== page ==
Get Inspired: 'Having a colostomy bag doesn't have to limit your life'
I'm a typical busy mum of two teenage boys, I work as a sports journalist and running coach, I run ultra-marathons… and I also have a colostomy bag.
It's one of those things you never think will happen to you, especially when you're a competitive athlete. Yet, when faced with adversity, you allow it to take you down - or you adapt, survive and become stronger.
I'll be honest, I'd never really heard about stomas or colostomy bags.
I didn't really understand what it meant or how they worked. I didn't know anyone who had one and never in a million years did I imagine I'd end up having one of my very own.
But life has a funny habit of throwing a curveball when we least expect it.
Back in 2010 - aged 37 - I was training for an Ironman triathlon (a 2.4-mile swim, 112-mile bike ride and a marathon - 26.2-mile - run), in peak fitness (so I thought) and suddenly, from out of the blue, I suffered a life-threatening perforated bowel, peritonitis and emergency surgery.
|"I go mountain biking with my kids in the Alps, I hike, I run, I go coasteering, I wear normal clothes... and I sometimes forget I've got a bag at all."|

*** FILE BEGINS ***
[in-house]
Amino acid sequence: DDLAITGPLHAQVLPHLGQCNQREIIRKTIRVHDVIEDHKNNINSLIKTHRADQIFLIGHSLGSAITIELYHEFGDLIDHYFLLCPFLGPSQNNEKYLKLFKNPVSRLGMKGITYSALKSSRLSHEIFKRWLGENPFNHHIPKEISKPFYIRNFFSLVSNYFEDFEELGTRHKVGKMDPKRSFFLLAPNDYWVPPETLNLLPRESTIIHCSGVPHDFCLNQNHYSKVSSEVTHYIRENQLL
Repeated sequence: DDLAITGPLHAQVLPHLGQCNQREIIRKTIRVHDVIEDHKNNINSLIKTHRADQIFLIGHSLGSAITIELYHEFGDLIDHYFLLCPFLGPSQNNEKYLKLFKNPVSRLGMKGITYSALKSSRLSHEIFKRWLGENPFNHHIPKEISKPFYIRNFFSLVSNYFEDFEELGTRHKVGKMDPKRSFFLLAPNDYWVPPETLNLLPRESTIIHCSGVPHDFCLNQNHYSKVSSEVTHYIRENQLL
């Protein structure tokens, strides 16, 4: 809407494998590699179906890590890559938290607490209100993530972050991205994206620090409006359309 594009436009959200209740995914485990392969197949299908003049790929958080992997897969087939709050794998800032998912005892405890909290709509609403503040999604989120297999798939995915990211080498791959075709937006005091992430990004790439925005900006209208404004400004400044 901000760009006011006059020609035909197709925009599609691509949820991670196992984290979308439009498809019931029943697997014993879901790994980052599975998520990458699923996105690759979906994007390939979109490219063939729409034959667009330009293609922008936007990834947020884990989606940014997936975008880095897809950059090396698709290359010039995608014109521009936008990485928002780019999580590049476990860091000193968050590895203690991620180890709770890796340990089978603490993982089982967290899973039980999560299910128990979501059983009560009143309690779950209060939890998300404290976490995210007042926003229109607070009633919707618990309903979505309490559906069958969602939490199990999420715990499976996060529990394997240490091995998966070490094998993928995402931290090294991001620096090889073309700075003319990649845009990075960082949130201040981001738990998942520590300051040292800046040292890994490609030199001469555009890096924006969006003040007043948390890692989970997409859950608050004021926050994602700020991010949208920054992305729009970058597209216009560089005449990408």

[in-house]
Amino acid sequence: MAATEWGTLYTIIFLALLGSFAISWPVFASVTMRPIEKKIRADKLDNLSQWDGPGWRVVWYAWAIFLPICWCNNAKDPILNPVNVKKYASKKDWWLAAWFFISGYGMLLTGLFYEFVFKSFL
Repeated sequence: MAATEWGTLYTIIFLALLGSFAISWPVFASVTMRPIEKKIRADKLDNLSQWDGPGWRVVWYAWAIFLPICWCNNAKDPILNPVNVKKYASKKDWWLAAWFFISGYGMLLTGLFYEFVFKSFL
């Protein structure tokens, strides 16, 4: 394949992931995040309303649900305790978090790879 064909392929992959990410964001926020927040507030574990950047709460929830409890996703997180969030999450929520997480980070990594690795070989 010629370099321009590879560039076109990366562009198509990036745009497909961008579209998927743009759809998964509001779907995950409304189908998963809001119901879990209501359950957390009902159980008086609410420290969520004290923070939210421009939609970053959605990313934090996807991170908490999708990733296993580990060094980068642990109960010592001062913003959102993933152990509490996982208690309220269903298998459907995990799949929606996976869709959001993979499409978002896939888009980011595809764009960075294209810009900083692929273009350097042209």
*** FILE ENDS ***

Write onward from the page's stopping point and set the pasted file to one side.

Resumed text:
Three years of misery followed, with various complications and a total of five major abdominal operations. Unable to eat solid food as my bowel was unable to function properly, I survived on liquid meal replacements and boiled sweets for months.
I'd hit rock bottom and at one stage wondered if I'd ever be able to eat normally again, let alone go running.
But a successful operation in 2012 got me back on my feet with a working ileostomy, and I was able to make a slow and gradual return to eating - it still took two years before I could eat a banana - and, most importantly, get back to training.
Running, training and exercise has always been my life. It's my job and my passion. And I wasn't about to let a little thing like a colostomy bag get in the way.
No-one can see it, it doesn't smell and when it's working well, you can eat anything you like. The scientist in me actually finds it really interesting. It's an amazing medical development, and thanks to modern advancements in bags and products, it isn't the horror story it once was.
It's not always a bed of roses though, and there are hidden challenges to cope with.
Sometimes the bag leaks - which is never a good thing - and always at really inopportune moments.
I've had a leak whilst cycling to a conference and another literally 10 minutes before the start of a race. But when faced with a belly covered in 'output', all you can do is sort it out and dig deep into your sense of humour - and always carry a spare set of clothes.
The biggest - and possibly most surprising - issue for anyone with an ileostomy is actually dehydration. A bout of flu earlier this year had me in hospital on an IV drip and it's the reason I choose not to drink alcohol - the tiniest sip gives me a raging hangover.